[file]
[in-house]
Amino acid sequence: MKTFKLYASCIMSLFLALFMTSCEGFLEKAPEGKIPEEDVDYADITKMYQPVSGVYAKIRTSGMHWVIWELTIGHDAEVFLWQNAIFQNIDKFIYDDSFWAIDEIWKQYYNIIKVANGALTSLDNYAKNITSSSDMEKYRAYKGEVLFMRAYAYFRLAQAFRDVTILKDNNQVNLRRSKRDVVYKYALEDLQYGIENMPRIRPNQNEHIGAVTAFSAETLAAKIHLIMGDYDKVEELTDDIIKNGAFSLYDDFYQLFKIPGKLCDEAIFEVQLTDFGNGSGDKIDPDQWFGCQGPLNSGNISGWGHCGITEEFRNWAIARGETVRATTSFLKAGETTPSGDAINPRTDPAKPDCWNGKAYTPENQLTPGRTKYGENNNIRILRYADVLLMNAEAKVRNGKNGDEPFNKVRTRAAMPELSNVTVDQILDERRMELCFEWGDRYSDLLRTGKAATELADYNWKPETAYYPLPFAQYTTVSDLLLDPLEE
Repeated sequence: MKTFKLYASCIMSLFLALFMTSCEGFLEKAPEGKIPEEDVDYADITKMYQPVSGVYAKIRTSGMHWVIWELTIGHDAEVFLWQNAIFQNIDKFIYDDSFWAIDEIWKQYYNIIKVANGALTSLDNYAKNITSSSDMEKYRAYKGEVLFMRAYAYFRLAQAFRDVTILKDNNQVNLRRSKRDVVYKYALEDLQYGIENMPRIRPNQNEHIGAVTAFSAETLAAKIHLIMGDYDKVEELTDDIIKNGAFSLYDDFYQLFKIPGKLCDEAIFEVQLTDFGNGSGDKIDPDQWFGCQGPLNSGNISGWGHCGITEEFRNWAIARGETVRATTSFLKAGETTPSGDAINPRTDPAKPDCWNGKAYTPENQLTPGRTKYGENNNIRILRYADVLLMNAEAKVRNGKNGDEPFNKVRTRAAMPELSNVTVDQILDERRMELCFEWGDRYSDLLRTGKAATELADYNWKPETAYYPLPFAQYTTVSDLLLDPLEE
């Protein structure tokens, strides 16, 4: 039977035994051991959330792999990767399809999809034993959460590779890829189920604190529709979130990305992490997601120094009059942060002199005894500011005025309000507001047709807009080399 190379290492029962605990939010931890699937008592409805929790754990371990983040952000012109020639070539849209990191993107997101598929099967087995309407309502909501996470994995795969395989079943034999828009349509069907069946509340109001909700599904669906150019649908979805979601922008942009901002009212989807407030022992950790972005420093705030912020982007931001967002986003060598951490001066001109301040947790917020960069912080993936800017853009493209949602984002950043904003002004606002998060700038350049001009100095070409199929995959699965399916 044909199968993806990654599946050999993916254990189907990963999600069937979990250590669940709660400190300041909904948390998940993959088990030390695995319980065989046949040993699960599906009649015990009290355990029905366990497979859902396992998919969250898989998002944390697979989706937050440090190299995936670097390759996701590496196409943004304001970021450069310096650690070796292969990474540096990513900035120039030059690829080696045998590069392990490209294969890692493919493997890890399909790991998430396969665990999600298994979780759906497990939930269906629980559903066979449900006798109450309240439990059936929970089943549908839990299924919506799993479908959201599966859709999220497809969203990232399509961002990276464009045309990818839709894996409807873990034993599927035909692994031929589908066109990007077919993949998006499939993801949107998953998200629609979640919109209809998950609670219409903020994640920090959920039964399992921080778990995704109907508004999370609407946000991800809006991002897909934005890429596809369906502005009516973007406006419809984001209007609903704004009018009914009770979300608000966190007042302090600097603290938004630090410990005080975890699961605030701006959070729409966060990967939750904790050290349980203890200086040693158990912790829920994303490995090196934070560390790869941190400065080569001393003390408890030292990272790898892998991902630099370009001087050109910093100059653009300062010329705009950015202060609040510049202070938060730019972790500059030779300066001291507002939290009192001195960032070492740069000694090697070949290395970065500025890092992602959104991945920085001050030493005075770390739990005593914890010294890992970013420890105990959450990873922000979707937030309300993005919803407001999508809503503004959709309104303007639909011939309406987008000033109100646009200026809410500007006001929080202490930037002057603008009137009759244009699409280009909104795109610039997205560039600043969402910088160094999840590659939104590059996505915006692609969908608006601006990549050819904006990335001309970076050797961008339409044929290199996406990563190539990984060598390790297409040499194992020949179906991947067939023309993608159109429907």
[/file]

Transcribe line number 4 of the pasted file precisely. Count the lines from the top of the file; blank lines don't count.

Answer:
């Protein structure tokens, strides 16, 4: 039977035994051991959330792999990767399809999809034993959460590779890829189920604190529709979130990305992490997601120094009059942060002199005894500011005025309000507001047709807009080399 190379290492029962605990939010931890699937008592409805929790754990371990983040952000012109020639070539849209990191993107997101598929099967087995309407309502909501996470994995795969395989079943034999828009349509069907069946509340109001909700599904669906150019649908979805979601922008942009901002009212989807407030022992950790972005420093705030912020982007931001967002986003060598951490001066001109301040947790917020960069912080993936800017853009493209949602984002950043904003002004606002998060700038350049001009100095070409199929995959699965399916 044909199968993806990654599946050999993916254990189907990963999600069937979990250590669940709660400190300041909904948390998940993959088990030390695995319980065989046949040993699960599906009649015990009290355990029905366990497979859902396992998919969250898989998002944390697979989706937050440090190299995936670097390759996701590496196409943004304001970021450069310096650690070796292969990474540096990513900035120039030059690829080696045998590069392990490209294969890692493919493997890890399909790991998430396969665990999600298994979780759906497990939930269906629980559903066979449900006798109450309240439990059936929970089943549908839990299924919506799993479908959201599966859709999220497809969203990232399509961002990276464009045309990818839709894996409807873990034993599927035909692994031929589908066109990007077919993949998006499939993801949107998953998200629609979640919109209809998950609670219409903020994640920090959920039964399992921080778990995704109907508004999370609407946000991800809006991002897909934005890429596809369906502005009516973007406006419809984001209007609903704004009018009914009770979300608000966190007042302090600097603290938004630090410990005080975890699961605030701006959070729409966060990967939750904790050290349980203890200086040693158990912790829920994303490995090196934070560390790869941190400065080569001393003390408890030292990272790898892998991902630099370009001087050109910093100059653009300062010329705009950015202060609040510049202070938060730019972790500059030779300066001291507002939290009192001195960032070492740069000694090697070949290395970065500025890092992602959104991945920085001050030493005075770390739990005593914890010294890992970013420890105990959450990873922000979707937030309300993005919803407001999508809503503004959709309104303007639909011939309406987008000033109100646009200026809410500007006001929080202490930037002057603008009137009759244009699409280009909104795109610039997205560039600043969402910088160094999840590659939104590059996505915006692609969908608006601006990549050819904006990335001309970076050797961008339409044929290199996406990563190539990984060598390790297409040499194992020949179906991947067939023309993608159109429907």